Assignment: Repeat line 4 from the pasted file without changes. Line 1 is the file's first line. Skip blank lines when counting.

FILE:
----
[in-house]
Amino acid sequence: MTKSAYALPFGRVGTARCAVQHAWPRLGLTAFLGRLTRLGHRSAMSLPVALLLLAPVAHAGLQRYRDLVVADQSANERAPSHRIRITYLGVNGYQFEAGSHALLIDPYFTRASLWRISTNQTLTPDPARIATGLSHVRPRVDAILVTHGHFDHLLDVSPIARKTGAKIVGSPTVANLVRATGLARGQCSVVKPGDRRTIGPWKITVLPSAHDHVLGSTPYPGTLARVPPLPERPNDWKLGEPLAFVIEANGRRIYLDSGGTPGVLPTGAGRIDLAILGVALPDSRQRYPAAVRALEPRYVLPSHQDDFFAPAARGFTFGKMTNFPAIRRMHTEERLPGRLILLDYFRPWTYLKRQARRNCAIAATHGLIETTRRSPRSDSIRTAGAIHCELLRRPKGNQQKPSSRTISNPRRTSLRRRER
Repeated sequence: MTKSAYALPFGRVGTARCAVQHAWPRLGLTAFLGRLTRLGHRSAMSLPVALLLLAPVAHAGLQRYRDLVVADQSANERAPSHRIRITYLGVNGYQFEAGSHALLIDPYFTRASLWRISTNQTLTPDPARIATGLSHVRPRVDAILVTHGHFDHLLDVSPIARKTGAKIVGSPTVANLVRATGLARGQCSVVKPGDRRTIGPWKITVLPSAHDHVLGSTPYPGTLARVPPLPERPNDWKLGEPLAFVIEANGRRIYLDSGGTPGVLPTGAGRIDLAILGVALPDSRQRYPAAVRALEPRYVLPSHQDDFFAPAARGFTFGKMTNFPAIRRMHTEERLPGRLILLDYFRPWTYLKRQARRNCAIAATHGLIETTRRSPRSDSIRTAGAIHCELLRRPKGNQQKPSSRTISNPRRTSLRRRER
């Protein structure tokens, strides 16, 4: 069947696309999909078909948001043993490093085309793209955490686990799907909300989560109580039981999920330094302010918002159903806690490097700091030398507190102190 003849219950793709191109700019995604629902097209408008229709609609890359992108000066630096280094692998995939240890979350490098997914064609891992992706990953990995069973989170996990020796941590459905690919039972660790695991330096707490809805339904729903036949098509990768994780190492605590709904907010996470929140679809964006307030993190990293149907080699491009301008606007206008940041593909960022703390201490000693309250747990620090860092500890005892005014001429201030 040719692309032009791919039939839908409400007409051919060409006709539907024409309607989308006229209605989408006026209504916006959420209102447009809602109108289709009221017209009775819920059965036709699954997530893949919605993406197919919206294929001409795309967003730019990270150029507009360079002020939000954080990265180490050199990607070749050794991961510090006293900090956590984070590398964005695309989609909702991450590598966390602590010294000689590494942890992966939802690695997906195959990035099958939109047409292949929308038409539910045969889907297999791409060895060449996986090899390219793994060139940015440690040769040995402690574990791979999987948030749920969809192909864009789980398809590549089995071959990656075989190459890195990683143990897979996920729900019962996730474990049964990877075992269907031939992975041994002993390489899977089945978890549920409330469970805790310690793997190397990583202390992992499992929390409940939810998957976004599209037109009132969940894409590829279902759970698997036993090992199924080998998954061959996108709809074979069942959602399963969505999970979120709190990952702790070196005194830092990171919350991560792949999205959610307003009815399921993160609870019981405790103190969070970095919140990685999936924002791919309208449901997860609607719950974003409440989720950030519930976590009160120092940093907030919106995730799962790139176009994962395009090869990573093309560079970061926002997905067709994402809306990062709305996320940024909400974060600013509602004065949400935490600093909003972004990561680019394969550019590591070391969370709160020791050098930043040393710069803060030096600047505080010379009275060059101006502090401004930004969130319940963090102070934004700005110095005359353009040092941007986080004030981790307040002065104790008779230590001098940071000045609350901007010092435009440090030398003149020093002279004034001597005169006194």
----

């Protein structure tokens, strides 16, 4: 069947696309999909078909948001043993490093085309793209955490686990799907909300989560109580039981999920330094302010918002159903806690490097700091030398507190102190 003849219950793709191109700019995604629902097209408008229709609609890359992108000066630096280094692998995939240890979350490098997914064609891992992706990953990995069973989170996990020796941590459905690919039972660790695991330096707490809805339904729903036949098509990768994780190492605590709904907010996470929140679809964006307030993190990293149907080699491009301008606007206008940041593909960022703390201490000693309250747990620090860092500890005892005014001429201030 040719692309032009791919039939839908409400007409051919060409006709539907024409309607989308006229209605989408006026209504916006959420209102447009809602109108289709009221017209009775819920059965036709699954997530893949919605993406197919919206294929001409795309967003730019990270150029507009360079002020939000954080990265180490050199990607070749050794991961510090006293900090956590984070590398964005695309989609909702991450590598966390602590010294000689590494942890992966939802690695997906195959990035099958939109047409292949929308038409539910045969889907297999791409060895060449996986090899390219793994060139940015440690040769040995402690574990791979999987948030749920969809192909864009789980398809590549089995071959990656075989190459890195990683143990897979996920729900019962996730474990049964990877075992269907031939992975041994002993390489899977089945978890549920409330469970805790310690793997190397990583202390992992499992929390409940939810998957976004599209037109009132969940894409590829279902759970698997036993090992199924080998998954061959996108709809074979069942959602399963969505999970979120709190990952702790070196005194830092990171919350991560792949999205959610307003009815399921993160609870019981405790103190969070970095919140990685999936924002791919309208449901997860609607719950974003409440989720950030519930976590009160120092940093907030919106995730799962790139176009994962395009090869990573093309560079970061926002997905067709994402809306990062709305996320940024909400974060600013509602004065949400935490600093909003972004990561680019394969550019590591070391969370709160020791050098930043040393710069803060030096600047505080010379009275060059101006502090401004930004969130319940963090102070934004700005110095005359353009040092941007986080004030981790307040002065104790008779230590001098940071000045609350901007010092435009440090030398003149020093002279004034001597005169006194």